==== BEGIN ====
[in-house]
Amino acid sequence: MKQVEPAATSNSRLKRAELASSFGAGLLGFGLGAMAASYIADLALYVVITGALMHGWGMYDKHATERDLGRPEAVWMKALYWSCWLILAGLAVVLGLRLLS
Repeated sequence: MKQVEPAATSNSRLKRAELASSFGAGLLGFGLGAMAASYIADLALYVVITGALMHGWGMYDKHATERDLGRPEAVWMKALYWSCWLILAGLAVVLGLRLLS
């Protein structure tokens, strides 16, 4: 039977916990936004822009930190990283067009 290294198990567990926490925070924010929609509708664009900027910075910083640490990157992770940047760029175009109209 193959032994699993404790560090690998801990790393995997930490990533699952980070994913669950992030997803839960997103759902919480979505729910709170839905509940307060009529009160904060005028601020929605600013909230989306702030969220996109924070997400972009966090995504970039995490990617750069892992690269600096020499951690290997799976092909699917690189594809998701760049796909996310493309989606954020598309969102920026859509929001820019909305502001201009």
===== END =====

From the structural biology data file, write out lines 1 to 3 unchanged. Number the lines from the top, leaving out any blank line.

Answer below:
[in-house]
Amino acid sequence: MKQVEPAATSNSRLKRAELASSFGAGLLGFGLGAMAASYIADLALYVVITGALMHGWGMYDKHATERDLGRPEAVWMKALYWSCWLILAGLAVVLGLRLLS
Repeated sequence: MKQVEPAATSNSRLKRAELASSFGAGLLGFGLGAMAASYIADLALYVVITGALMHGWGMYDKHATERDLGRPEAVWMKALYWSCWLILAGLAVVLGLRLLS